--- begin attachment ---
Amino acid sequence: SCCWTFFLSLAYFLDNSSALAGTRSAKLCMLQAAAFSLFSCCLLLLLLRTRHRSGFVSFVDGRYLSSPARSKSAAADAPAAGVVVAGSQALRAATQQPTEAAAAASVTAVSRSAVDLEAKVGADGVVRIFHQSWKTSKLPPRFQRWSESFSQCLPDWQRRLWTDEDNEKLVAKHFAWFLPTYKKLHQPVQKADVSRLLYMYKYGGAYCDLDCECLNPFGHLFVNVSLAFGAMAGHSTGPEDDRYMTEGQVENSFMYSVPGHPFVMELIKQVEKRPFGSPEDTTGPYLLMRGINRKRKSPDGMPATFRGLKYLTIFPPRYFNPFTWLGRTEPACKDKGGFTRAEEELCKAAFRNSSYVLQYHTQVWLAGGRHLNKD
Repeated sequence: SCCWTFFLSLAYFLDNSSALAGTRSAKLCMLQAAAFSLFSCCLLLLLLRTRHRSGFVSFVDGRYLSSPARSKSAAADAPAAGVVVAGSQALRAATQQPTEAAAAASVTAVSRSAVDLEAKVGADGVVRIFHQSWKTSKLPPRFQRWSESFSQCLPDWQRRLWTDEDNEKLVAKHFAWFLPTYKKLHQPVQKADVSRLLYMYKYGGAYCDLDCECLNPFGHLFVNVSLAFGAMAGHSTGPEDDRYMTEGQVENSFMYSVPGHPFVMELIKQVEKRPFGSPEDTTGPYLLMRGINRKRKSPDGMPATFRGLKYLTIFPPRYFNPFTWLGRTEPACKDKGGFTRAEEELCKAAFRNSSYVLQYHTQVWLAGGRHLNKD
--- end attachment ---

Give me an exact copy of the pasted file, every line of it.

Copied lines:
Amino acid sequence: SCCWTFFLSLAYFLDNSSALAGTRSAKLCMLQAAAFSLFSCCLLLLLLRTRHRSGFVSFVDGRYLSSPARSKSAAADAPAAGVVVAGSQALRAATQQPTEAAAAASVTAVSRSAVDLEAKVGADGVVRIFHQSWKTSKLPPRFQRWSESFSQCLPDWQRRLWTDEDNEKLVAKHFAWFLPTYKKLHQPVQKADVSRLLYMYKYGGAYCDLDCECLNPFGHLFVNVSLAFGAMAGHSTGPEDDRYMTEGQVENSFMYSVPGHPFVMELIKQVEKRPFGSPEDTTGPYLLMRGINRKRKSPDGMPATFRGLKYLTIFPPRYFNPFTWLGRTEPACKDKGGFTRAEEELCKAAFRNSSYVLQYHTQVWLAGGRHLNKD
Repeated sequence: SCCWTFFLSLAYFLDNSSALAGTRSAKLCMLQAAAFSLFSCCLLLLLLRTRHRSGFVSFVDGRYLSSPARSKSAAADAPAAGVVVAGSQALRAATQQPTEAAAAASVTAVSRSAVDLEAKVGADGVVRIFHQSWKTSKLPPRFQRWSESFSQCLPDWQRRLWTDEDNEKLVAKHFAWFLPTYKKLHQPVQKADVSRLLYMYKYGGAYCDLDCECLNPFGHLFVNVSLAFGAMAGHSTGPEDDRYMTEGQVENSFMYSVPGHPFVMELIKQVEKRPFGSPEDTTGPYLLMRGINRKRKSPDGMPATFRGLKYLTIFPPRYFNPFTWLGRTEPACKDKGGFTRAEEELCKAAFRNSSYVLQYHTQVWLAGGRHLNKD